Michael Copley and David Abraham Gillespie (Dag) Ingram met when they were students at Cambridge University. According to the liner notes of their first recording, their musical association began when they found themselves at the Blackfriars station without enough money for the fare to get home. In an attempt to raise the money from passers-by, they played The Entertainer and Eine kleine Nachtmusik for a while, until they were asked to leave by a London Transport official.

Subsequently, they gained international success with their performances and many recordings, and performed in over 20 countries and in 15 languages until September 2016. It is reported that at one point a Japanese comic strip was written about them.
Ian Moore, another Cambridge University graduate who is also an organist, conductor, composer and singer (formerly in King’s College Choir, Cambridge), later became the accordionist.
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The Classic Buskers wrote their own arrangements, primarily of classical works by famous composers. Ian Moore played piano accordion, used his voice, and occasionally other percussion instruments or props. Copley played a variety of woodwind instruments, including flute, recorder, ocarina, and crumhorn. (by wikipedia)

“Technical virtuosity, combined with musical seriousness, humour and high entertainment are a perfect recipe – the audience were delighted.” (Ian Ritchie, City of London Festival Director)

“I was delighted by the Musical Magic show – a winning combination.” (Mark Eynon, Director, Newbury Spring Festival)

And here you listen to one of their great Albums … great musicians, great compositions … played in their very unique and special way. Amazing !

It´s fun … believe me !

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Single front + back cover

Personnel:

Michael Copley (Recorder, flute and much more)
Dag Ingram (accordion and much more)

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Tracklist:
01. Marche Militaire (Schubert) 2.05
02. Hungarian Dance No. 1 (Brahms) 3.18
03. Papageno’s Song (Mozart) 1.15
04. La Rejouissance (Händel) 1.14
05. The Silken Ladder, Overture (Rossini) 3.54
06. Largo From Winter (Vivaldi) 2.03
07. Sabre Dance (Kachaturian) 1.41
08. Jig (Händel) 1.34
09. Farandole (Bizet) 2.19
10. Ding Dong Merrily On High (Traditional) 2.42
11. Theme From Sweet William (Boyce) 1.56
12. Largo  (Bach) 3.49
13. Champagne Air (Mozart) 1.11
14. Dance Of The Blessed Spirits (Gluck) 3.04
15. Courante (Praetorius) 1.50
16. The Dying Swan (Tchaikovsky) 2.26
17. Csardas (Monti) 2.50
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Vanessa Mae – The Violin Player (1995)

frontcover1The Violin Player is the first techno/pop album by classical and pop musician Vanessa-Mae, released in 1995. It is the first album Vanessa-Mae released on the EMI label. The album was produced by Mike Batt, and recorded and mixed by Gareth Cousins, who also programmed the synthesisers and beats for the album.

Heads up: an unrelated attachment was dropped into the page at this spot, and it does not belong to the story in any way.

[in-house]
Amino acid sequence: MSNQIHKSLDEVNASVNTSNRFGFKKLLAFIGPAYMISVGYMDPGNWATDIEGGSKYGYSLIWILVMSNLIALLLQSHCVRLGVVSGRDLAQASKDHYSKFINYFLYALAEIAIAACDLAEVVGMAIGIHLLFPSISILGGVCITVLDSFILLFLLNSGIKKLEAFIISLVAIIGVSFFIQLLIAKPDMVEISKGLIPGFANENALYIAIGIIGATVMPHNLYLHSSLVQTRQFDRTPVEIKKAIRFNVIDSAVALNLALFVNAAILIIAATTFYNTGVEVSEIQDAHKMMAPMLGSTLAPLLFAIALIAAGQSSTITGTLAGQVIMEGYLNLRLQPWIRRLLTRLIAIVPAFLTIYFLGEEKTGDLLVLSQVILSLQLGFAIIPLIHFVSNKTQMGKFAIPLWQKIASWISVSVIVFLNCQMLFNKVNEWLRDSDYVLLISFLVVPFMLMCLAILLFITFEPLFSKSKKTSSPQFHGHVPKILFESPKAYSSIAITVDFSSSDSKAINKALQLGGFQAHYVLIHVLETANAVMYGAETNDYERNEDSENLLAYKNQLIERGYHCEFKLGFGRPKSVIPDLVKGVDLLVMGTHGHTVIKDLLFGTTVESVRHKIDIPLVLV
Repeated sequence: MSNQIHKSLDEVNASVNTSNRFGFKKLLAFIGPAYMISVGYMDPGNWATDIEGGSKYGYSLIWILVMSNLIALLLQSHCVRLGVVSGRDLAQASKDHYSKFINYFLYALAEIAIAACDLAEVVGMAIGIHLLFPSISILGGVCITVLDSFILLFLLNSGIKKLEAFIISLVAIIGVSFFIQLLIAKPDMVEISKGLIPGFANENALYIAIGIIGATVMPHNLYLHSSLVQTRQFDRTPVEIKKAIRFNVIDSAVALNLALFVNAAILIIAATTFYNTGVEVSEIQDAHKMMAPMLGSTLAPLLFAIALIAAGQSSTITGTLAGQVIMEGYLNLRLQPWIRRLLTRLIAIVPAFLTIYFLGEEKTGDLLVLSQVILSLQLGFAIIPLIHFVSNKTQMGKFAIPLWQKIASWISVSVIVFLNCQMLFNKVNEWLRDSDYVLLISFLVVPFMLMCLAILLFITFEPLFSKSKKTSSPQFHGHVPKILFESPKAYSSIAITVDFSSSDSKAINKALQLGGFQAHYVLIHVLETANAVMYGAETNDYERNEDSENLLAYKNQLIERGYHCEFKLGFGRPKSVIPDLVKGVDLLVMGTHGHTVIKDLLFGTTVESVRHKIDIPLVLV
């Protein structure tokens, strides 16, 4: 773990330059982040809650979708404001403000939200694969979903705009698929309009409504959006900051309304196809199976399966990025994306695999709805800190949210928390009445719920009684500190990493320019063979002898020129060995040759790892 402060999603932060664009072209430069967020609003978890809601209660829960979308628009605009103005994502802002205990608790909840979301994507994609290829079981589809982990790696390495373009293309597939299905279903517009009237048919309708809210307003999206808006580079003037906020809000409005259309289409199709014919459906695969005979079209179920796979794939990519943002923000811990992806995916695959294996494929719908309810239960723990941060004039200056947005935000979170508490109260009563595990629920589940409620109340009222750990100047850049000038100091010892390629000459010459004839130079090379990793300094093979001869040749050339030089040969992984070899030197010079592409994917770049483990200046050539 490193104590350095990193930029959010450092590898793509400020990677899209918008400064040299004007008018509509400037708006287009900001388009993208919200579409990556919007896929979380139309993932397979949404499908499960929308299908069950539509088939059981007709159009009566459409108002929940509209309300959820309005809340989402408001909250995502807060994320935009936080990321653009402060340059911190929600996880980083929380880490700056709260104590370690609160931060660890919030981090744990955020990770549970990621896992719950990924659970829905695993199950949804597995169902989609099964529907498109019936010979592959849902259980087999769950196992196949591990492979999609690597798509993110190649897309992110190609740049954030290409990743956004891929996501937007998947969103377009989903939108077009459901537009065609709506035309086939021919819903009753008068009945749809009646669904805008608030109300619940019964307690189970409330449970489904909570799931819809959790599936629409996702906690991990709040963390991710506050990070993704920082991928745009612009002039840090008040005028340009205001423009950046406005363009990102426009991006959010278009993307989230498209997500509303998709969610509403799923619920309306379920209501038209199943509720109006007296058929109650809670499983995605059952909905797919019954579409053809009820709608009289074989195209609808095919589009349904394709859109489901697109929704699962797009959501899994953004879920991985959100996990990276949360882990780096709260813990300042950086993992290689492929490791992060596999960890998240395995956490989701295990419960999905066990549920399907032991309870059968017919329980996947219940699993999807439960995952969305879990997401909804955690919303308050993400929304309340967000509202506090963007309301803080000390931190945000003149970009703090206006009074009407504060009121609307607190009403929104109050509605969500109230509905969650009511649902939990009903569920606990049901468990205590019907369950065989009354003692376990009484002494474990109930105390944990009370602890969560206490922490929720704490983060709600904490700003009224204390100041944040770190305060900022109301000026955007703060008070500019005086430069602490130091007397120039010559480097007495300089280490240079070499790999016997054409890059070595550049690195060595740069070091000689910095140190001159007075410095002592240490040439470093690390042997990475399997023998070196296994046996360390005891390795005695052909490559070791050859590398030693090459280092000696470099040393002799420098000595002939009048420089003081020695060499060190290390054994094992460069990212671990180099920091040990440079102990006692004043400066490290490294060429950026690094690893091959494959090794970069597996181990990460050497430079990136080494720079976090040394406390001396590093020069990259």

The Violin Player features a varied blend of music – covers of some classical (J.S. Bach’s Toccata and Fugue in D minor), remakes of old favourites (including American composer Mason Williams’ “Classical Gas”) and originals (seven tracks composed by British musician and songwriter Mike Batt), and one original by Vanessa-Mae herself, co-written with Ian Wherry (“Red Hot”).
Singles released from the album include “Toccata and Fugue”, which reached number 16 in the UK Singles Chart and “Red Hot” which reached number 37.
The Violin Player reached #11 in the UK Albums Chart in February 1995, and was certified Gold by the BPI in June 1995. It has sold over 8 million copies worldwide, and is still regarded by many as Vanessa-Mae’s best work. (by Wikipedia)

Vanessa-Mae was just a teenager when her major-label debut, The Violin Player, was released. This may account for her ability to successfully fuse old-world classical styles with a contemporary new age sensibility. She comes out scorching on the Bach classic “Toccata and Fugue in D Minor,” showing off her world-class talent as a revolutionary violinist. The new arrangements by producer Mike Batt add a flavorful world music appeal that both compliments and showcases her masterful skill. While all ten tracks are performed as instrumentals, Vanessa-Mae manages to squeeze every ounce of passion out of a note, transcending the necessity for lyrics. Her ability to play off of other instruments is brought to the forefront on the final track “Red Hot.” She goes toe to toe with a forceful electric guitar and her four-string violin leaves the challenging six-string in the dust. This record will delight those who are bold enough to challenge themselves by listening to a collection of songs that defy standard genre classifications. (by Erik Crawford)

And you´ll hear one of my favourite guitar players: Dave “Clem” Clempson !
EMMA Awards Vanessa Mae
Personnel:
Mike Batt (Keyboards)
Martin Bliss (guitar)
Dave “Clem” Clempson (guitar)
Dick Morgan (oboe)
Richard Morgan (oboe)
Maurice Murphy (rumpet)
Philip Todd (saxophone)
Unspecified Enemies  Composer
Vanessa-Mae (violin)
Vasko Vassilev (viola, violin)
Ian Wherry (Keyboards)
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Royal Philharmonic Orchestra
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Tracklist:
01. Toccata and Fugue in D Minor (Bach) 7.47
02. Contradanza (Batt) 3.49
03. Classical Gas (Williams) 3.21
04. Theme from ‘Caravans’ (Batt) 5.06
05. Warm Air (Batt) 3.38
06. Jazz Will Eat Itself (Batt) 3.30
07. Widescreen (Batt) 3.58
08. Tequila Mockingbird (Batt) 3.26
09. City Theme (Batt) 4.32
10. Red Hot (Wherry/Mae) 3.16
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cdsingles
The CD singles